Bonus Time – According to 2010 survey by the National Association of Colleges and Employers, the number one skill employers consider crucial for employment is effective communication skills. As an employee who knows how to effectively communicate a message to a large amount of people, you will be noticed by your peers and executives from your company in a positive way. Additionally, other companies are always at the show and “power people” are always looking for those who have product or industry knowledge and can speak well. Therefore, the ability to do so is a skill worth cultivating.

I can’t tell you how many times I have been offered a job to be a sales rep due to my ability to speak to large groups. Imagine what could happen to you should you combine your expertise in your field with effective communicative skills?

With nearly 30 years experience as trade show magician and corporate spokesperson, I can tell you that if you follow these trade show presentation tips, you will do a better job at the show and your personal lead count will be elevated. Plus, you will be noticed by your company and by others at the show as a skilled communicator. This secret bonus may not only help you solidify your current job, but also aid you should you be on the market for a new one.  If you want to have the seats filled for every presentation than go to my site at http://www.bobgarner.com/.

2011 Copyright BobGarner.

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At a trade show, the goal should be to attract attendees to your booth, deliver your message and then get the attendees who are truly interested in what you have to offer into your booth to talk in more depth with your reps. That is the only way to increase trade show ROI.

Just having a “presence” is a waste of corporate dollars. I have seen large booths with no attendees in them and the trade show manager will say, “We aren’t here for leads. We just are here to be seen.” What?

If you’re not at a trade show to let attendees know what you have and why they need it, then you shouldn’t be at the show. How do you know if your competitor’s clients are unhappy and maybe looking for a change? You can wait for them to “drop in” to your booth, but is that “going after the competition?” Isn’t “going after the customer” what the Director of Sales preaches to his or her sales team?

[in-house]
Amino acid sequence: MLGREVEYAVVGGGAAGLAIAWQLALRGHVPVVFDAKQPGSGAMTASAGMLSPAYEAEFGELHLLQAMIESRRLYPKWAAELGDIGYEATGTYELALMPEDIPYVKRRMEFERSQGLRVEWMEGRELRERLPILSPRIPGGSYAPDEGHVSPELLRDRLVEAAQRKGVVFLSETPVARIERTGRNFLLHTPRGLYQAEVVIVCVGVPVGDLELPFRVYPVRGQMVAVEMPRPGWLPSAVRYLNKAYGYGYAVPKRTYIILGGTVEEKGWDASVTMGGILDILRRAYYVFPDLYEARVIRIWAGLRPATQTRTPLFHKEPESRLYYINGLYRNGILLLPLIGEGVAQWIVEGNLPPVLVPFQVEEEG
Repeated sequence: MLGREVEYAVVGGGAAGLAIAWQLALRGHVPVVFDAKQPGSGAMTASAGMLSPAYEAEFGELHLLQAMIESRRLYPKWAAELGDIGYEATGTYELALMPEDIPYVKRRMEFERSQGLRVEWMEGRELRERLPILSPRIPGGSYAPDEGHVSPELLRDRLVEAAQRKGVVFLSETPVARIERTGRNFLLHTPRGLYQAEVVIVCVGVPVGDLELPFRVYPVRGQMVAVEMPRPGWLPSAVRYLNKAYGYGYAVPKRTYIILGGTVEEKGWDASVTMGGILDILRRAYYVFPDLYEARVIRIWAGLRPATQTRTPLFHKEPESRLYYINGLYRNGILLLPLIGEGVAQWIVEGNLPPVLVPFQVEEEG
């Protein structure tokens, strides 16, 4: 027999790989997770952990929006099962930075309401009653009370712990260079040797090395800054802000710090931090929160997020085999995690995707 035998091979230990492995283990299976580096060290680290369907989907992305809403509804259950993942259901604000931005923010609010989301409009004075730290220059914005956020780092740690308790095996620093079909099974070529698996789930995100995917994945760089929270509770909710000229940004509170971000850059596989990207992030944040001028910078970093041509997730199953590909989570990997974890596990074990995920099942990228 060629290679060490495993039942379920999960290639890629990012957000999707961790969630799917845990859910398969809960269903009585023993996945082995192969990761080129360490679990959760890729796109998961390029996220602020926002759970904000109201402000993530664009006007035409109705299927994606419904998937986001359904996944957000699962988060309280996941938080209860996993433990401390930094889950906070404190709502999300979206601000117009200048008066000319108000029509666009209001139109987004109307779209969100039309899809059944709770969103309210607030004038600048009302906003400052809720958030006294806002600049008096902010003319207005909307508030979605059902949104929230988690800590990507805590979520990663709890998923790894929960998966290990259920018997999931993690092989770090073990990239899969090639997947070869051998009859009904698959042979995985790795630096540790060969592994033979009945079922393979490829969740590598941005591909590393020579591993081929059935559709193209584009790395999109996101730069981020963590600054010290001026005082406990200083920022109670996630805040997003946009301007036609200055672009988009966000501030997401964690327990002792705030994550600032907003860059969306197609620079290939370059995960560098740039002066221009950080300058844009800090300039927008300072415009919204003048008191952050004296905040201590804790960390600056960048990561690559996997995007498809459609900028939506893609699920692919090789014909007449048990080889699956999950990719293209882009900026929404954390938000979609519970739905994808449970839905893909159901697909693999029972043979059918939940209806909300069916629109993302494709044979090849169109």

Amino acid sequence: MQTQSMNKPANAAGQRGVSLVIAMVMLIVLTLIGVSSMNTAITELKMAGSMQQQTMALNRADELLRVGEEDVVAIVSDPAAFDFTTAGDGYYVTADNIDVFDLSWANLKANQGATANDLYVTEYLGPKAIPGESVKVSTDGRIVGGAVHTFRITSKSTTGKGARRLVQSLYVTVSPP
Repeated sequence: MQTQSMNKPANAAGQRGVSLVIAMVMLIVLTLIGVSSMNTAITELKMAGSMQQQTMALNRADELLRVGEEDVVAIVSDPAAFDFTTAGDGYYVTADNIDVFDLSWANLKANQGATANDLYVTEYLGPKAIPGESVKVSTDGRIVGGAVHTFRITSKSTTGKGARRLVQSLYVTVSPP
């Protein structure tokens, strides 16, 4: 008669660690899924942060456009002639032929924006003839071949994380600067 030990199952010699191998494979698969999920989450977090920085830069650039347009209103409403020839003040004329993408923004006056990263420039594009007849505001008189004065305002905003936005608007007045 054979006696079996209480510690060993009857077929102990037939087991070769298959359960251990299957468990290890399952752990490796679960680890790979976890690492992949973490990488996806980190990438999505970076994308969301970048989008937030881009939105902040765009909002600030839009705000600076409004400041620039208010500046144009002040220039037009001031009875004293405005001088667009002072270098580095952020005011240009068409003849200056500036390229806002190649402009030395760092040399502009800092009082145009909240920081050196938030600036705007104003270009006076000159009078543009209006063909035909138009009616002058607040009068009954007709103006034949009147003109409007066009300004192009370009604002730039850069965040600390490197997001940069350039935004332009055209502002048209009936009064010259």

All corporations are focused on improving the bottom line and getting qualified attendees into your booth to hear what you have to offer and giving those attendees “face time” with reps or product managers is what improves that bottom line and you can’t get that with an empty booth.

Just having a booth and waiting for attendees to “drop by” and maybe scan their card for a prize is just a waste of time and money. Is there any trade show manager who doesn’t dread hearing the question, “Why are we at this show?” or “Do we get any leads at this show and are they any good?”(And then the marketing department wonders why their trade show budget has been cut and why “trade shows” at their company are viewed so poorly. It’s because you aren’t showing a ROI.)

As a trade show magician with nearly 30 years of experience working in a variety of industries, I can tell you that my clients believe in a proactive approach to gaining mind share and generating quality leads from the shows at which they exhibit. Trade show managers enjoy reaping the benefits of having the booth with “all the buzz.” There is not a single trade show manager that doesn’t love having the booth that everyone is talking about. Sales managers and sales directors love to see me load up their booth with qualified attendees who want more information. Sales reps jump over backwards when they get to go back to their office with a high number of quality leads that they can follow up on and turn into sales. That is major ROI.

If you are looking to increase your trade show ROI and want a proactive approach to doing so, the trade show magician video below shows what I can do for your company as a trade show magician and how I can help you be the “BUZZ” at your next show.

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Selling at a trade show requires more than just showing up. Sales reps need to be proactive, which increases ROI and justifies the marketing expense. But what usually happens?

The trade show manager and marketing personnel have put together a great exhibit. The booth looks fantastic and delivers the company message. You have the pre-show meeting where you tell all the reps what is expected and then when the doors open… the reps stand around and talk to one another, play with their phones or laptops, and wait for someone to amble into the booth. (Sound familiar?)